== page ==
One Victim's Family Tries to Scrub Away the Horror - GV Wire - Explore. Explain. Expose
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One Victim's Family Tries to Scrub Away the Horror



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The soap bubbled off the modest-sized backyard Monday afternoon as Vu Xiong frantically tried to scrub off the horror of the night before. The smell of bleach overtook the rotting food and perhaps death.
On Sunday night, Vu’s brother — 38-year old Kou Xiong — gathered with friends and family at the home on the 5300 block of East Lamona Avenue in southeast Fresno. It was the usual party — food, friends, and watching NFL football. It soon devolved into senseless tragedy.

“He’s a very good kid. They are good members of the family. They are not involved in any gangs or nothing.” — Neejkhov Xiong, uncle of homicide victim Kou Xiong 
According to police, two gunmen wielding pistols entered through an unlocked side gate. They opened fire on the 16 men in the backyard, striking 10. Four, including Xiong, died.
Bullets also took the life of three well-known musical artists in the Hmong community: 31-year old Phia Vang (called Jay according a family friend), 40-year old Kalaxang Thao, and 23-year old Xy Lee.
As per Hmong custom, the family will mourn for three days and three nights.
The gunmen remain at large.
Police and family continued to search for a motive.

Family Searches for Reason for Shootings

Neejkhov Xiong, the uncle of Kou Xiong, was not at the party during the shooting. He rushed to his brother’s house when he found out, but could not get through because of the police investigation.
“He’s a very good kid,” Xiong said of his nephew. “They are good members of the family. They are not involved in any gangs or nothing.”
Xiong said his nephew immigrated to American from Thailand in 1994. He said his brother’s family is trying to cope with the pain and heartbreak.
“Everybody is so sad. We can’t do anything,” Xiong said. “So, we are coming here trying to clean up the house.”
The only reason the elder Xiong could come up with for the shootings was a case of mistaken identity.
“Whoever the bad guys are, whoever is coming and shooting …. they might (have) picked the wrong house,” Xiong said.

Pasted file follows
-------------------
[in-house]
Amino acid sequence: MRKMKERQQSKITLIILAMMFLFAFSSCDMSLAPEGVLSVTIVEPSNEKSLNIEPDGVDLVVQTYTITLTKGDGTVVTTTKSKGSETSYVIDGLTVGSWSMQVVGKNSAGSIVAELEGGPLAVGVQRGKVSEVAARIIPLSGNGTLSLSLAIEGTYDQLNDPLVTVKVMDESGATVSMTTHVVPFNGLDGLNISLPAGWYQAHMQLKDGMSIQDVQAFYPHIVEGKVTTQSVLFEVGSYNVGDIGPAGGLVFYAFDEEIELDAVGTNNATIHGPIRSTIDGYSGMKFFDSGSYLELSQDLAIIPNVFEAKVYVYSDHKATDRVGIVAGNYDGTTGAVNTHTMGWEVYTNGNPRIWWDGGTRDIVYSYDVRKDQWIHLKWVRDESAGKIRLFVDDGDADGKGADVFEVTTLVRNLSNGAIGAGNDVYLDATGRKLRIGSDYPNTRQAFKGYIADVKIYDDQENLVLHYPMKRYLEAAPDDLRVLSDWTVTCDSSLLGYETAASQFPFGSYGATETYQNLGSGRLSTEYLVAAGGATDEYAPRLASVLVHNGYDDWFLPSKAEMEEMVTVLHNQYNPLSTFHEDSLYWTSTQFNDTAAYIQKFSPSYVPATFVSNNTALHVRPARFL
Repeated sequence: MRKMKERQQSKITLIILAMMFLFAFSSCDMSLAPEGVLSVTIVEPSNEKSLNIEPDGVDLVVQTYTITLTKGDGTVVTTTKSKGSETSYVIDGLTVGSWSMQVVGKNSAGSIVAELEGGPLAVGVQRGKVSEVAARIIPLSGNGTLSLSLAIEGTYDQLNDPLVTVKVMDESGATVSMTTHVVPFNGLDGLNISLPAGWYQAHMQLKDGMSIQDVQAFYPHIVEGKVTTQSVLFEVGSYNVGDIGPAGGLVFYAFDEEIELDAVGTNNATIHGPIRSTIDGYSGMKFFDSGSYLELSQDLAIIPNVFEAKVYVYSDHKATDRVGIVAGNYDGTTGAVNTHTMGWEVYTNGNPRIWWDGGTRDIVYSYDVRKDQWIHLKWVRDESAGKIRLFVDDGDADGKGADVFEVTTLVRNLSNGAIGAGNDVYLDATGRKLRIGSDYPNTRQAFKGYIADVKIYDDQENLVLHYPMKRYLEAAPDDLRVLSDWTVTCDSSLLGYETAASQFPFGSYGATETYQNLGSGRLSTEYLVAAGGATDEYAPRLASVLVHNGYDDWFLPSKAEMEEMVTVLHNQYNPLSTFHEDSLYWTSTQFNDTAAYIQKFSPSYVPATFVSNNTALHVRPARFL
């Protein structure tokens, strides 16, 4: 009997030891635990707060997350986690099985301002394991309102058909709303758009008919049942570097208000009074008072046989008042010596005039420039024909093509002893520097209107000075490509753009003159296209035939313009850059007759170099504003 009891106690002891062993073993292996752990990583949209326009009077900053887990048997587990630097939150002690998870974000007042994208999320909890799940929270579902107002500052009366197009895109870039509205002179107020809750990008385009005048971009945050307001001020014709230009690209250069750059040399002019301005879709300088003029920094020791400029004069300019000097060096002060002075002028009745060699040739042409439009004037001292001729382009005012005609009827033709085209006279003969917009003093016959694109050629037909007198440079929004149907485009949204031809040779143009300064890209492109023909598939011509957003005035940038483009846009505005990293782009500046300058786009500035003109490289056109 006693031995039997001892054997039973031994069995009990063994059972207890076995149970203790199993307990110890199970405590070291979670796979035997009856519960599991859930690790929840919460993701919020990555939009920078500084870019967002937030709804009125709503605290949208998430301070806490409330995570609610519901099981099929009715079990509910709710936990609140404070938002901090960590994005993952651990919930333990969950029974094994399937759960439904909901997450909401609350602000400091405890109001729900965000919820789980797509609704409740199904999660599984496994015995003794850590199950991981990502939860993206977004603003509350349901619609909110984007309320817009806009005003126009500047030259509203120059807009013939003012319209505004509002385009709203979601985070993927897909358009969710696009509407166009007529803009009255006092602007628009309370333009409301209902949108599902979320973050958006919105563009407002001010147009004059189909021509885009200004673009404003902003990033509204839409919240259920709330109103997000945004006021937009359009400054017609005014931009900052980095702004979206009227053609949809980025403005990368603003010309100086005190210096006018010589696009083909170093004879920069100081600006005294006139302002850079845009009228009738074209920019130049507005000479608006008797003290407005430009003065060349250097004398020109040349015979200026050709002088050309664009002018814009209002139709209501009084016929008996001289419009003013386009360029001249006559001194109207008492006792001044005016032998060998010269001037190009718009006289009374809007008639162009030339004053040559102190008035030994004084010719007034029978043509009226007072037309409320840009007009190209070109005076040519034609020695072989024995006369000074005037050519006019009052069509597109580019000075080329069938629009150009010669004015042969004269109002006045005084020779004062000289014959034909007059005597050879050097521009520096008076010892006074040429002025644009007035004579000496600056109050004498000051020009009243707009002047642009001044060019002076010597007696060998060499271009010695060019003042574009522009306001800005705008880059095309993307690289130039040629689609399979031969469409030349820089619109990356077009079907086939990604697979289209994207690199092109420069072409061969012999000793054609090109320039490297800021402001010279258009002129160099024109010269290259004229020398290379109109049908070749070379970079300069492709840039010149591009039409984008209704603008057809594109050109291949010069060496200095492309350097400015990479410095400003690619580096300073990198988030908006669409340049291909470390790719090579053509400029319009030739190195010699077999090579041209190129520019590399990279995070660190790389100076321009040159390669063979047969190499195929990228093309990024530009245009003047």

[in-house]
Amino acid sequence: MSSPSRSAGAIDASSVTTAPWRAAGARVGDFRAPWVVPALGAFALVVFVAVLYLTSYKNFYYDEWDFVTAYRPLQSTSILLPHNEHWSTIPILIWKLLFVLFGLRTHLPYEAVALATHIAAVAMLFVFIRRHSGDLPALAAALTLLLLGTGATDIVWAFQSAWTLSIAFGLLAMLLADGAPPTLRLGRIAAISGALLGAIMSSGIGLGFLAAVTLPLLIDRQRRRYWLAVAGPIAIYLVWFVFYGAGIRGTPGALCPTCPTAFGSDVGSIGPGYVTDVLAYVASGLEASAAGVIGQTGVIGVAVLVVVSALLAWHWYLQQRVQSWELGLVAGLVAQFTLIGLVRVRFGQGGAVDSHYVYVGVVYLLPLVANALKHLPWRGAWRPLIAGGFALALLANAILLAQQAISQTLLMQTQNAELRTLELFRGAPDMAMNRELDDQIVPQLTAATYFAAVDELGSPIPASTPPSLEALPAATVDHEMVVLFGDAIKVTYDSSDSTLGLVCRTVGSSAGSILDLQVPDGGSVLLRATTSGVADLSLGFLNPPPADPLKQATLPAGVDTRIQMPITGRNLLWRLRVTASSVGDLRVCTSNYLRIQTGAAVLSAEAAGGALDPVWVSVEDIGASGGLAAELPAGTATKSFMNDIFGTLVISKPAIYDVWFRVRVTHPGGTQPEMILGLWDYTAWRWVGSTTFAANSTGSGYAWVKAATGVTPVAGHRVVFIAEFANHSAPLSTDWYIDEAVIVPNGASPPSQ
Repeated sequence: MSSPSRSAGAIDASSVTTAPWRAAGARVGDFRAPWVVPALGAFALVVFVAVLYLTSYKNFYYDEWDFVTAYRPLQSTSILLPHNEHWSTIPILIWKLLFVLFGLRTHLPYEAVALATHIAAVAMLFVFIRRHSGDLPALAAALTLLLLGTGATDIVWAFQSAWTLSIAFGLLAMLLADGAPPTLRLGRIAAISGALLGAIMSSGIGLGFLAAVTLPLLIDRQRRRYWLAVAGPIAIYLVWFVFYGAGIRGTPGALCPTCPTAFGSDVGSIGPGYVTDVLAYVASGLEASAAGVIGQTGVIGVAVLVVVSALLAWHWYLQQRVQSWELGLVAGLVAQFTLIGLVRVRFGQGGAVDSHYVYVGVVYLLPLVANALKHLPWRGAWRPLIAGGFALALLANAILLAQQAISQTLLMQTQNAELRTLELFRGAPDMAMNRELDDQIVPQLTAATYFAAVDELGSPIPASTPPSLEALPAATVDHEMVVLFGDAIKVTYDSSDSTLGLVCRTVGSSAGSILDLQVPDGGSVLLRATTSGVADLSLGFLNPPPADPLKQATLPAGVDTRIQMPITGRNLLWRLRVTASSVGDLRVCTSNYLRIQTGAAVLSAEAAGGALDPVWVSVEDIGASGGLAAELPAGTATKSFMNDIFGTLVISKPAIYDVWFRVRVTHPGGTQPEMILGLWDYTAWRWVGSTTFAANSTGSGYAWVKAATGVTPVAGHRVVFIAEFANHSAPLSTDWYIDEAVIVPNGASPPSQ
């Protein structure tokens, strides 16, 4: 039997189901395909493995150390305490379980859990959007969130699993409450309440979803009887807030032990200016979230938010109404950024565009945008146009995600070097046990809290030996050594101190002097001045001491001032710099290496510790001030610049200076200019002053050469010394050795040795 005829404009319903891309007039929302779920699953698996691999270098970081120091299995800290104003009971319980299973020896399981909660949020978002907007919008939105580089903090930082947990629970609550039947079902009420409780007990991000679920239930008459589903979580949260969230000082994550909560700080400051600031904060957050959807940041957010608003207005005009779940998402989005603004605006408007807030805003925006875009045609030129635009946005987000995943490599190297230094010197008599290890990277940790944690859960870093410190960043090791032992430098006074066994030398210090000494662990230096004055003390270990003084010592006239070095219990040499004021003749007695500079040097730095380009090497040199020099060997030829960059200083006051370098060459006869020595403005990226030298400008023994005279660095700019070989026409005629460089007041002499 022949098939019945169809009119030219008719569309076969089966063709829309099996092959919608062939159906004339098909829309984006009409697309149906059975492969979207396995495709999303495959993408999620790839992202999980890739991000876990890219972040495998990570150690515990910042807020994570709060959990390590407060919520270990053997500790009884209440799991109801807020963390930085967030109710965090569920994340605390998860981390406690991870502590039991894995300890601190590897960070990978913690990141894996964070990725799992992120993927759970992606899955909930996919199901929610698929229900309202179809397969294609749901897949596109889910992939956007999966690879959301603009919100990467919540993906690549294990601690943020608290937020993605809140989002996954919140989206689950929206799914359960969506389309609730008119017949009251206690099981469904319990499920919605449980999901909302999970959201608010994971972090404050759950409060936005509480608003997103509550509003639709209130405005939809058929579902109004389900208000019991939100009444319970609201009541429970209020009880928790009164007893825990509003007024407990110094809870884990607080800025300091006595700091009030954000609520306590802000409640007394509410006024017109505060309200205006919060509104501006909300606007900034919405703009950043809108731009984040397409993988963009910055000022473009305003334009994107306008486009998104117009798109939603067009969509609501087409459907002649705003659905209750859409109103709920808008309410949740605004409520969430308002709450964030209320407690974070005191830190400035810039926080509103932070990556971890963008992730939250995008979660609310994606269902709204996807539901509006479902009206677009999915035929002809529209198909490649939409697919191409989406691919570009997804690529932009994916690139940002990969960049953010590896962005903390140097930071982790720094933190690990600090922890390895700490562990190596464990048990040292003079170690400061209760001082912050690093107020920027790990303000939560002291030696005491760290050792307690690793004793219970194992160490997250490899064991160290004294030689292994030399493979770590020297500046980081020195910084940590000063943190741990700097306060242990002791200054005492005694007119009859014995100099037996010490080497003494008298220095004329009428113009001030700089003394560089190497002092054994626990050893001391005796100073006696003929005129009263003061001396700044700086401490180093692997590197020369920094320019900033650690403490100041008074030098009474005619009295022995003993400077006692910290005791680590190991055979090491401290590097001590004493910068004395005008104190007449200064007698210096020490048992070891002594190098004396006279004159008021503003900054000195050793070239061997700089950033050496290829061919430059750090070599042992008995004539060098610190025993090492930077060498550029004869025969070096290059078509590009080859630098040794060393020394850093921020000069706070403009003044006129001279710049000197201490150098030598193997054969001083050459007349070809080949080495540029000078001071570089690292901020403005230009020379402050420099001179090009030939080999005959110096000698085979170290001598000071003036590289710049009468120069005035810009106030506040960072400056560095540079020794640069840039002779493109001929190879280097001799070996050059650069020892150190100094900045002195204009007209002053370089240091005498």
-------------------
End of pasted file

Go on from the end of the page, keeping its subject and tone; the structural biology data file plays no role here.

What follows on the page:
Photo of Fresno Police Chief Andrew Hall speaking at a news conference about a mass shooting

Fresno Police Chief Andrew Hall speaks at a Monday news conference. (GV Wire/Jamie Ouverson)

No Known Motive, Says Police Chief

Fresno Police Chief Andrew Hall said his department is still investigating a motive, but said it was not a random act.
“It appears this was a targeted act of violence against this residence,” Hall said at a Monday news conference.
Hall said the party’s attendees are all cooperating, and it does not appear anyone is involved in gang activity.
“They were truly a good group of people, just having a party,” Hall said.
However, Hall said some at the party were involved in a “disturbance” earlier in the week. Although he did not reveal what that disturbance was, Hall said it did not appear to be connected to another homicide, earlier on Sunday, of Randy Xiong near Dwight and Sixth avenues. But, Hall wouldn’t definitively rule that out either. He also said there did not appear to be a connection to any online threats or the fame of Lee.
Hall said there was no other weapon at the house, save a non-functioning firearm inside that was not used.
Vu Xiong said through a translator that the two suspects came in the backyard, shook hands, then opened fire.
“They are not gang-related. They never harmed anybody, or say any bad things about anybody,” Vu said.

Hall, Hmong Community Wonder What’s Next

“It’s a dark day in our community. Not only the Hmong community, but the Fresno community … Our community is in mourning.”Hmong community leader Pao Yang